Why: For many college athletes who don’t move on to play professional sports, the time they’re in school may be the only opportunity to take advantage of the ability to make earnings from their NIL. And for many of these athletes, the earnings from NIL may be the most significant income that they’ve had in their lifetime. So far, most have only had to file very simple tax returns or none at all, but now they might face many complicated tax issues for the first time that include the following: 

  • Professional team. When putting together a team of professionals to help obtain sponsorship deals, to get insurance, and to comply with associated legal requirements that include taxes, college athletes should understand the fees due to these professionals for their services
  • Legal entity. College athletes may explore whether it is best to operate under a separate legal entity such as a corporation or as a limited liability company
  • State law. It’s important to determine if their state has adopted a NIL statute and its requirements; differences in state tax law could also impact college athlete recruiting
  • Self-employment taxes. Most college athletes will not earn NIL as an employee but as an independent contractor, making them responsible for paying self-employment taxes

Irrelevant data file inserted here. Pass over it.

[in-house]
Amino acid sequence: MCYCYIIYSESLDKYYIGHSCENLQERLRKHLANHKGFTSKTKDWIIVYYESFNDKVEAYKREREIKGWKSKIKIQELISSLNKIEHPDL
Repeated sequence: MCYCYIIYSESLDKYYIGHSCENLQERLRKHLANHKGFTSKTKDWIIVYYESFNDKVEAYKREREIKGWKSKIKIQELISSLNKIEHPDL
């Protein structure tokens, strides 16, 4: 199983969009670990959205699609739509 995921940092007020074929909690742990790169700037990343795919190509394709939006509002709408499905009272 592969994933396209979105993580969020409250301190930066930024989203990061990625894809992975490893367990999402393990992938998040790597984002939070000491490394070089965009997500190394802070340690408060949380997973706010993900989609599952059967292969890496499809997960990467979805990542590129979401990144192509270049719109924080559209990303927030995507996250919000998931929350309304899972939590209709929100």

• Estimated taxes. When an independent contractor, income tax is not withheld from compensation so college athletes will likely need to pay quarterly estimated taxes
  • Compensation. Taxable compensation can include free products and services received from companies
  • Business expenses. College athletes will need to keep track of expenses that are related to earning NIL since these could be deductible from otherwise taxable income. They will need to distinguish business expenses from personal ones and maintain documentation
  • State taxes. Those college athletes who go to more than one state to earn NIL will also have to deal with multiple state income tax laws and tax filings
  • Employee status. There are additional proposals to eliminate all restrictions on the ability of college athletes to earn income, including sharing in broadcast revenue, as well as proposals to tax the scholarships that college athletes receive. The result of these proposals could be to convert college athletes into paid employees of the college or university


Who: Tax expert Mark Luscombe, JD, LL.M, CPA, Principal Federal Tax Analyst at Wolters Kluwer Tax & Accounting, can help discuss these and other possible tax issues facing college athletes. 


PLEASE NOTE: These materials are designed to provide accurate and authoritative information in regard to the subject matter covered. The information is provided with the understanding that Wolters Kluwer Tax & Accounting is not engaged in rendering tax advice or accounting, legal, tax or other professional service.


Contact: To arrange an interview with Mark Luscombe or other federal and state tax experts from Wolters Kluwer Tax & Accounting on this or any other tax-related topics, please contact Bart Lipinski.


About Wolters Kluwer


Wolters Kluwer (WKL) is a global leader in professional information, software solutions, and services for the health, tax & accounting, governance, risk & compliance, and legal & regulatory sectors. We help our customers make critical decisions every day by providing expert solutions that combine deep domain knowledge with specialized technology and services.